Historically, women have had to carve spaces for themselves in a society that hasn’t always welcomed their inclusion. In a world that isn’t eager to make room for you, there is no other choice but to fearlessly inhabit these typically patriarchal spaces and make them your own. In honor of Women’s History Month, we highlight the Chaplains at Pacific Health Ministry (PHM) who are trailblazing a way, a means of success, for many women who are to come after. A special thanks to PHM Executive Director, the Rev. Anke Flohr, and PHM staff Chaplains, the Rev. Grace Lee, and the Rev. Lena Ann Keanu-Reichel for sharing their stories.

In a 1960s census by sociologist Wilbur Bock, women made up only 2.3 percent of U.S. clergy. In the ensuing decades that would define and influence modern-day feminism, Rev. Flohr recounts the 1980s with extraordinary vividness. She remembers the theologians who would reconstruct the church’s “strong patriarchal” identity during a time marked by women’s struggle in the name of visibility and equality. As she recounts, “those were years of activism for me . . . I have been involved for decades locally, in my national organizations, and with the World Council of Churches (WCC) to make a difference.”

The push for change that has defined Rev. Flohr’ s life is most evident in her career path as a Chaplain. When a severe accident left her hospitalized for weeks as a teen, the experience of isolation and loneliness propelled her into a life of spiritual and emotional service. “At that time, there were no chaplains in the hospital to offer emotional and spiritual support. I had just entered the university on the path to becoming a minister. After completing my studies, I worked in the church first. I then specialized in hospital chaplaincy 16 years after my accident in the hope to support others as they were going through traumatic hospital experiences, coping with illness, and finding the strength to continue.”

There is something inherent about marginalized communities’ experiences, defined by trauma and adversity, which calls for a level of strength and poise that is incomprehensible considering the odds. Perhaps this tradition of resilience is one best learned and modeled through the educational history of those who have come before. Chaplain Keanu-Reichel finds her power by looking to her “ancestors who survived colonization and cultural genocide.” Noting the women who came before her, she lists Queen Liliʽuokalani and Ruth Keʽelikōlani as two of her most significant influences; not only for their grace but also their unwillingness to venture from the essence of who they were.

Despite the painfully gradual pace that marks women’s involvement in ministry, there is still much progress to be made. According to a 2016 American Communities Survey Census, 20.7% of professional clergy in the U.S. were women; a statistic that illustrates the disparity among genders but fails to encompass the often-colorful experiences of women. Chaplain Keanu-Reichel recalls having to prove her worth to others who discounted her because of her identity, something universally expressed by others aiming to make these spaces home. As she notes, “It is okay if some do not want your services, there will be others for whom your ministry will be a balm to their soul. Pace yourself.”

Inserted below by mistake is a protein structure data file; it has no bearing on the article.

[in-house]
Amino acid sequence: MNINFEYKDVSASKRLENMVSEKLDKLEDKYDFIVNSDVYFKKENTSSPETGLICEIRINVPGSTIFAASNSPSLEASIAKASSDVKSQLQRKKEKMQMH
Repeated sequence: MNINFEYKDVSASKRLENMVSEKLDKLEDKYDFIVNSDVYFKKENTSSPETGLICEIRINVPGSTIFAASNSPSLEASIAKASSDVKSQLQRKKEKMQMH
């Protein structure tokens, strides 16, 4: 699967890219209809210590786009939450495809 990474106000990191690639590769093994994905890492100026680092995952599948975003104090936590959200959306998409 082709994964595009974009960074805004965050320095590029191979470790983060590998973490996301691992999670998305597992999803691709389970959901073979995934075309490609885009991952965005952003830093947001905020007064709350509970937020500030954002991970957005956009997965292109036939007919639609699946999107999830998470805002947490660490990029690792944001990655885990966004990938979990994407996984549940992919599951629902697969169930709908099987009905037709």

For some, the inspiration to become a Chaplain hits closer to home. In seeing the strength and inherent goodness in female role models within the household, Chaplain Lee thanks her mother for instilling the virtues necessary for a career like hers. “My mother has been a big influence. She genuinely cared for others without judgment and with loving-kindness. That’s what I try to bring with me every visit.”

There is a level of emotional intimacy that defines Rev. Lee’s work, which requires a significant level of empathy and compassion. These qualities in which she has made it her mission to embody are noteworthy for the level of care they suggest. Having the opportunity to share advice with her younger self, she explains her desire to let that young woman know that the struggles she has been through will not be in vain. “I would tell her that the most painful parts of her journey will be redeemed, and provide her the tools she needs to the person she is today,” Chaplain Lee says.

Looking toward the future, there is hope that diversity will continue to intersect itself into this space. This goal of course is made increasingly possible by the stories of these three spiritual leaders. It is with deep gratitude and respect that their stories are laid bare in this article as a testament to their resilience, strength, and the hope they have instilled in others through their life of service.